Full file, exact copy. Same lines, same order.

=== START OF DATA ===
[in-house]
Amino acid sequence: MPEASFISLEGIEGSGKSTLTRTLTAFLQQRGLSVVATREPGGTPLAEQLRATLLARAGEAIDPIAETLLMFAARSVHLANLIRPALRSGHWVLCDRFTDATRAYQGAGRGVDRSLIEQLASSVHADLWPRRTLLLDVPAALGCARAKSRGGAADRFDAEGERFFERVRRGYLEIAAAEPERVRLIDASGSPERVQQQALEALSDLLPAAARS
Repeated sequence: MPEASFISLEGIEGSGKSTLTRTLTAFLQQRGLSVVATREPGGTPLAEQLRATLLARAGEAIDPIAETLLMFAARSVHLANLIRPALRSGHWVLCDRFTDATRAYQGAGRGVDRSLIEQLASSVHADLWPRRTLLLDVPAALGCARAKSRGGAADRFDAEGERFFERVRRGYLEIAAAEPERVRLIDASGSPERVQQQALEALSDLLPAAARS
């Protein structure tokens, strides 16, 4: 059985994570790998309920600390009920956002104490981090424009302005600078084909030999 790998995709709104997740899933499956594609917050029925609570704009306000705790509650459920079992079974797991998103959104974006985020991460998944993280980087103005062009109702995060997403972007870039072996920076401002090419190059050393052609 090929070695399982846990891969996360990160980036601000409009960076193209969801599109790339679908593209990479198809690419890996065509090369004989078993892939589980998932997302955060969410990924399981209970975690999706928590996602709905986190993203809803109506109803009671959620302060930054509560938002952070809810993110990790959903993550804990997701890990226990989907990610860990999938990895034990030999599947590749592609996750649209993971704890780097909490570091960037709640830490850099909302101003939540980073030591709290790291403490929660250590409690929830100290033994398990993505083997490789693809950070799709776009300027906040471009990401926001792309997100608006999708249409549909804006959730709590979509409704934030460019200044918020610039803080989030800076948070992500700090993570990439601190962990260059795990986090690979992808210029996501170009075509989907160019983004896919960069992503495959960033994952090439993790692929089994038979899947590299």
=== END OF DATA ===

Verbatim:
[in-house]
Amino acid sequence: MPEASFISLEGIEGSGKSTLTRTLTAFLQQRGLSVVATREPGGTPLAEQLRATLLARAGEAIDPIAETLLMFAARSVHLANLIRPALRSGHWVLCDRFTDATRAYQGAGRGVDRSLIEQLASSVHADLWPRRTLLLDVPAALGCARAKSRGGAADRFDAEGERFFERVRRGYLEIAAAEPERVRLIDASGSPERVQQQALEALSDLLPAAARS
Repeated sequence: MPEASFISLEGIEGSGKSTLTRTLTAFLQQRGLSVVATREPGGTPLAEQLRATLLARAGEAIDPIAETLLMFAARSVHLANLIRPALRSGHWVLCDRFTDATRAYQGAGRGVDRSLIEQLASSVHADLWPRRTLLLDVPAALGCARAKSRGGAADRFDAEGERFFERVRRGYLEIAAAEPERVRLIDASGSPERVQQQALEALSDLLPAAARS
């Protein structure tokens, strides 16, 4: 059985994570790998309920600390009920956002104490981090424009302005600078084909030999 790998995709709104997740899933499956594609917050029925609570704009306000705790509650459920079992079974797991998103959104974006985020991460998944993280980087103005062009109702995060997403972007870039072996920076401002090419190059050393052609 090929070695399982846990891969996360990160980036601000409009960076193209969801599109790339679908593209990479198809690419890996065509090369004989078993892939589980998932997302955060969410990924399981209970975690999706928590996602709905986190993203809803109506109803009671959620302060930054509560938002952070809810993110990790959903993550804990997701890990226990989907990610860990999938990895034990030999599947590749592609996750649209993971704890780097909490570091960037709640830490850099909302101003939540980073030591709290790291403490929660250590409690929830100290033994398990993505083997490789693809950070799709776009300027906040471009990401926001792309997100608006999708249409549909804006959730709590979509409704934030460019200044918020610039803080989030800076948070992500700090993570990439601190962990260059795990986090690979992808210029996501170009075509989907160019983004896919960069992503495959960033994952090439993790692929089994038979899947590299």